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The pat answer I was talking about was "population sampling in formation
A is automatically the same as in formation B without evidence to the
contrary", not the number of tyrannosaur species argument that's based on
> but to me the signal is so strong that it overwhelms the
>complications, which often work against one another and cancel (for
>there may be a low tyrannosaurid ratio in a facies, but collectors take all
>they can find, increasing the ratio through collection bias). The taphonomy
>is like noise; you can sometimes filter out the effects to get at the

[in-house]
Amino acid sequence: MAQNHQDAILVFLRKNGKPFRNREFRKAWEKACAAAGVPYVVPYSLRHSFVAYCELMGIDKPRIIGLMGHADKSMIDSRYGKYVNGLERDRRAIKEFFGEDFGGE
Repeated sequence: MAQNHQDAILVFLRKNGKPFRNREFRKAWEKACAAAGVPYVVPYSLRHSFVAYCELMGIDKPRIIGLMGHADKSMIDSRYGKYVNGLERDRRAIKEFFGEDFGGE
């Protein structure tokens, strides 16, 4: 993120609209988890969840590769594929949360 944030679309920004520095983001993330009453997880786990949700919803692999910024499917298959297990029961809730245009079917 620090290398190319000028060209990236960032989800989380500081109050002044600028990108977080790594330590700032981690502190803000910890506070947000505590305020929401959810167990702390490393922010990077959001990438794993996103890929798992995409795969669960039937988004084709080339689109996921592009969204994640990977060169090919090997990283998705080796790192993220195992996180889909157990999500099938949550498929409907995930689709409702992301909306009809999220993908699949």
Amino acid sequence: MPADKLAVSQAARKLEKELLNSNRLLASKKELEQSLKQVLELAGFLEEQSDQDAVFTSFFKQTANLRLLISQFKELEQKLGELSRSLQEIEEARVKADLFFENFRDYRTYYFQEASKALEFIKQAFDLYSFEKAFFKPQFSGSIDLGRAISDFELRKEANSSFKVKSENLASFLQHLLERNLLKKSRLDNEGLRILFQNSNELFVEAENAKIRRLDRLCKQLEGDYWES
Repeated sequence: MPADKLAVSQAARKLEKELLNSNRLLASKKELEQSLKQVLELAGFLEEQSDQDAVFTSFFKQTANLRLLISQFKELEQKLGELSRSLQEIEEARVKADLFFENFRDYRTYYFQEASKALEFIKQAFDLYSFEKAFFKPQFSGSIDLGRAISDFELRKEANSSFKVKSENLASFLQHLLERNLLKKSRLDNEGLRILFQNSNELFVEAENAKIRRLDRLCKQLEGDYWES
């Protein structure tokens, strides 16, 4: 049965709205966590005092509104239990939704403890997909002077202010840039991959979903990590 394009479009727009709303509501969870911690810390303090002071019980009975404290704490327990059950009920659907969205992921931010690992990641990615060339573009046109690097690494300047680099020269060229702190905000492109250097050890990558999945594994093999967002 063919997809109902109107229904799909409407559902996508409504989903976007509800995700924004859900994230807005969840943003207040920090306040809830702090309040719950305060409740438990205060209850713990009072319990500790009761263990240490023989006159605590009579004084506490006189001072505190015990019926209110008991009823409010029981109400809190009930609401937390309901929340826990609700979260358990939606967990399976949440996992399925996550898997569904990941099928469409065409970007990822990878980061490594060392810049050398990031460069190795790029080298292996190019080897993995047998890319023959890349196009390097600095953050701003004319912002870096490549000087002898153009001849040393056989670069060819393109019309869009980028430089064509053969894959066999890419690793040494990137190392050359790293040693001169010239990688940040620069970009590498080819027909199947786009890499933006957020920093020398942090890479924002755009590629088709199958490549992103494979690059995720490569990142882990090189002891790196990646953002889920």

One of the things about taphonomy from a river/flood isn't a real idea of
that area. The animals died somewhere else and floated to where they were
buried. For example, Dinosaur National Monument in Utah has several
skeletons that 'floated' to where they are now. They originated most
probably somewhere in Colorado. Could have floated for miles before sinking.
The same is true for the marine dinosaurs. The San Diego Ankylosaurid was
found miles from the shoreline in hundred or so feet of water.
Cleveland-Lloyd is a good indication of that environment. An eolian or sand
dune deposit is a good indication of that area. River beds are not.